Thursday, December 06, 2007

American math and science scores lag behind the world... again

It's an old, familiar story, perhaps, but one that must be told again and again until it is studied only as ancient history: Bloomberg.com reports that, according to a new study, "Eighth-graders in each of the 50 states and the District of Columbia trail their counterparts in Singapore, Hong Kong, South Korea, and Taiwan in math, and lag behind Singapore and Taiwan in science."

U.S. students as a whole finished 10th in math and 12th in science in a survey of students in 46 nations, according to the Bloomberg.com article.

Broken down by state, the scores were even more sobering: "Nine states were below the basic level in science -- Alabama, Arizona, California, Florida, Hawaii, Louisiana, Mississippi, Nevada and New Mexico -- putting them in the same category as Jordan, Romania, and Serbia." Also according to the article, "The District of Columbia had the lowest U.S. performance in mathematics, on a par with Macedonia and Jordan, with the average student scoring 'below basic.'"

"The U.S. has no states where students were considered proficient in math, though Massachusetts eighth graders fell just short," the article said.

As I get older, articles like this scare me more and more. I worry that the United States is on track to become a really big Portugal -- I know I've used that line before -- famous for pioneering innovations in technology and exploration... and utterly irrelevant to current developments.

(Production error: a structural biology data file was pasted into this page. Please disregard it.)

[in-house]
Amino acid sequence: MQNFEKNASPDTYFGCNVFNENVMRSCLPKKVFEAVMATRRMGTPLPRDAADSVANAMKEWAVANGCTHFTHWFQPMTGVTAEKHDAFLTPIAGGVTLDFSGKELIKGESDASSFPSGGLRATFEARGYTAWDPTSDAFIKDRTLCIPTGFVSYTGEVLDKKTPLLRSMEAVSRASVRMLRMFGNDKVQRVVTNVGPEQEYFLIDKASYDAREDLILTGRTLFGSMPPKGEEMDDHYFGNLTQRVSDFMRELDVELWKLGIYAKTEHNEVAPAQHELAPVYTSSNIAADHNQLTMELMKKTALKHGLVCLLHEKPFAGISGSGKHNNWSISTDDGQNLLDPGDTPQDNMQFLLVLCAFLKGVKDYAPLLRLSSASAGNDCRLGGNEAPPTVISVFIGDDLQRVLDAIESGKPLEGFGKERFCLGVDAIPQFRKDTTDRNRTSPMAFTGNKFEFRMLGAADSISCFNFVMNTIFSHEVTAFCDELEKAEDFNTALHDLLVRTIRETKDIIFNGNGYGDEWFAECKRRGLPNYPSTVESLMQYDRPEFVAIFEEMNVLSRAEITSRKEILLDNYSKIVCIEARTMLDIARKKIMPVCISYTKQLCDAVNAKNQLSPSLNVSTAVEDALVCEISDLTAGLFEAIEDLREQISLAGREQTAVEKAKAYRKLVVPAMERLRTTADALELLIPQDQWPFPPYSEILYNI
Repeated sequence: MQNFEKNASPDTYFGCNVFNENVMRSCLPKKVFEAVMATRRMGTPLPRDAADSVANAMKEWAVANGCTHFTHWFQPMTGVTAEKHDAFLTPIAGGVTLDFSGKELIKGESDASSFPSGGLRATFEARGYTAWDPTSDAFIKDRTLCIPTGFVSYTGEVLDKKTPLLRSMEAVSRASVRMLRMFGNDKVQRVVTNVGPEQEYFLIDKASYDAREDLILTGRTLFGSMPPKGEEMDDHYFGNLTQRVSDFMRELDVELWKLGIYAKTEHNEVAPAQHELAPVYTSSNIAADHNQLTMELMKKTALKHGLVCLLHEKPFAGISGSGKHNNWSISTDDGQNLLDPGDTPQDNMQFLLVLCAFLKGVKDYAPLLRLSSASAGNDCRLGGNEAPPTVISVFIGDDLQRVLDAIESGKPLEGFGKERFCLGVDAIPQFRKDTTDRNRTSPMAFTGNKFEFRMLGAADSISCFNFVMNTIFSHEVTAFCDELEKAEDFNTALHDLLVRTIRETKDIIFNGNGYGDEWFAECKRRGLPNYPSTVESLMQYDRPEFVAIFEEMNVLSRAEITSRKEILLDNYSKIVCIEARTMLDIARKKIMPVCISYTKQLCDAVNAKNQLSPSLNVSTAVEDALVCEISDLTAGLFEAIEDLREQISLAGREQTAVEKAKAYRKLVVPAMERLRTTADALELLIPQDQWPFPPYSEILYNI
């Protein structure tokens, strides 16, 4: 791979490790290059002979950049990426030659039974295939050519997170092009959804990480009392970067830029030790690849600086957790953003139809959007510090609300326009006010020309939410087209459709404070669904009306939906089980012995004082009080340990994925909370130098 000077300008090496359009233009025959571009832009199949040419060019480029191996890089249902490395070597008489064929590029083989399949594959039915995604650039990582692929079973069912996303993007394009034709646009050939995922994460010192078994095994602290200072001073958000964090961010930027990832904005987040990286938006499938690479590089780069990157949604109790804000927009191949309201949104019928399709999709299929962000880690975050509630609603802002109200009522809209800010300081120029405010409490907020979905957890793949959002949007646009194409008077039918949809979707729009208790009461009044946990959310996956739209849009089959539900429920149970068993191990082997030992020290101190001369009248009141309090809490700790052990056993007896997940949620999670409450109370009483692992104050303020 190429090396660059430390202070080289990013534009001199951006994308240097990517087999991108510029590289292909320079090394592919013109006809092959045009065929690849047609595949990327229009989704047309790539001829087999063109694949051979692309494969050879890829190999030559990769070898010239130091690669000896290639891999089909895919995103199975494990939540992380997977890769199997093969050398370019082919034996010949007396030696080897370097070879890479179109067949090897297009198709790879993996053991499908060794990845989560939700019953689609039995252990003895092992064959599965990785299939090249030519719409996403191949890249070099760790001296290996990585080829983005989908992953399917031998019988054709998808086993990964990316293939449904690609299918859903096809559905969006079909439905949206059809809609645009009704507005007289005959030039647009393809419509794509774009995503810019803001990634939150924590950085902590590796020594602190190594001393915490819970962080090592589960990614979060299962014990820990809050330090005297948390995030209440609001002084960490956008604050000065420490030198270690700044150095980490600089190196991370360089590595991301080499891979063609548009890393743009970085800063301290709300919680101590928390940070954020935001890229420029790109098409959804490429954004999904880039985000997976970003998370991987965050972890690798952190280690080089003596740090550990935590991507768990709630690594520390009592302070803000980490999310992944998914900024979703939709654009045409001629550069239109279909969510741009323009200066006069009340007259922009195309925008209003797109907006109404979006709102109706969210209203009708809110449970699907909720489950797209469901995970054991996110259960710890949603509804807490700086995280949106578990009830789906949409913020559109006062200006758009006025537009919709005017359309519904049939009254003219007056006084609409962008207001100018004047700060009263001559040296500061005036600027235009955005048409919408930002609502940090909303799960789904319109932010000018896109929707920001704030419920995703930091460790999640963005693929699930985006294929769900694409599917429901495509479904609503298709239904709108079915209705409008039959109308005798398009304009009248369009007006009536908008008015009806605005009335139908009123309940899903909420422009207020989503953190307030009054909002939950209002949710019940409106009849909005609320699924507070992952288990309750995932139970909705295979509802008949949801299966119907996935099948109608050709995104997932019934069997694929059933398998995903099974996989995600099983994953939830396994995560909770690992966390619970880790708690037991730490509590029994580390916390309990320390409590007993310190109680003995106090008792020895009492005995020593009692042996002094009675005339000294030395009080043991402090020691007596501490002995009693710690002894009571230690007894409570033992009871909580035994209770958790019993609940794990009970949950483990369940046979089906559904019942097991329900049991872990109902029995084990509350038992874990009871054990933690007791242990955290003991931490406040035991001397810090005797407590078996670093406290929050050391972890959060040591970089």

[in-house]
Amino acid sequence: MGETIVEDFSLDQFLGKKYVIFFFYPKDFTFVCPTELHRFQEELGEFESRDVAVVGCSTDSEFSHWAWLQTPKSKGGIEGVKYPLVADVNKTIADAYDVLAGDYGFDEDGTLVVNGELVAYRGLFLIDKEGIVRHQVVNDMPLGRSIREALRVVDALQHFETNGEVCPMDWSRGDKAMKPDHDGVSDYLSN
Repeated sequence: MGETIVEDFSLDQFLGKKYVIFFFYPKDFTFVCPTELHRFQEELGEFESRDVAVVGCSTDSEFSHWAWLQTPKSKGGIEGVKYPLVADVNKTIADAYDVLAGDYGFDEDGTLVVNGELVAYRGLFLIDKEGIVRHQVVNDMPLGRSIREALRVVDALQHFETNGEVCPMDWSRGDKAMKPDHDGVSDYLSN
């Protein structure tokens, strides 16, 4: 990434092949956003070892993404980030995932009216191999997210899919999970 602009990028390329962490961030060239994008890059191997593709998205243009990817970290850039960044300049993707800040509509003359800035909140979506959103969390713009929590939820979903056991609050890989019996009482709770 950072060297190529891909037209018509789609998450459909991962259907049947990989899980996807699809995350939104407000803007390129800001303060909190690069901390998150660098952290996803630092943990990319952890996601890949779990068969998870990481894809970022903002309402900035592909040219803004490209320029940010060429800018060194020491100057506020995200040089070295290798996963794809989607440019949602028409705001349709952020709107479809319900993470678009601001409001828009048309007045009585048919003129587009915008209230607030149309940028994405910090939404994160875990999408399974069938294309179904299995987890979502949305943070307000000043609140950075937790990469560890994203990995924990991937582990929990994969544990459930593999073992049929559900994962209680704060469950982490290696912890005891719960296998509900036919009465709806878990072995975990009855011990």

I've been to two of my children's college graduations now, and I've reviewed the book-length graduation programs. I am astounded by many Asian and Oriental names among the engineering graduates... and the paucity of American ones.

And here's the sad truth: Moms and Dads, if your child doesn't get through Algebra I in 8th grade, he or she will pretty much have no chance to become an engineer.

I've had five children graduate 8th grade. Only one placed out of Algebra I in high school. So far, only one has an engineering degree. Guess who?

The reason that your child needs to place out of Algebra I is so he or she can take Calculus in high school. (I was allowed to double up on Algebra II and Geometry in high school and thereby stay on the Calculus track -- but none of my kids have been permitted to do this in their high schools.) High school calculus seems a prerequisite for engineering majors. Oh, sure, you can stay in school the extra year -- but somehow English or Psychology or Law becomes more attractive then.

Yes, I took a path of least resistance myself: Actually, the only science majors at my undergraduate school were pre-meds... and I never wanted to be a doctor. Thus, my choice of college shunted me off the technical track.

Look, not everybody needs to be a scientist or an engineer, just as not everyone needs to be a doctor. But some people have to do it... and too many of our best and brightest aren't.

This Christmas, give your kid flash cards.

2 comments:

Empress Bee (of the High Sea) said...

oh curmy this scares the heck out of me! in florida i heard that 25 was passing in history. if not, everyone was failing. now i do have my opinions about the school system and lord knows i am not quiet about them but here i will only say this: when we were kids we did not have computers or calculators or any of that stuff, remember the slide rule? we LEARNED how to use our minds first before we learned all the aids to help us. i cringe when teens cannot make change. how will they survive in future generations? i have no idea...

smiles and shudders, bee
tyvc

katherine. said...

an older family member was visiting from a very small town in the deep south. He asked my daughter why she had so many "oriental" friends...she answered him right away...cause I am majoring in math.

and yep...you gotta plan in junior high to take certain math and science classes in high school.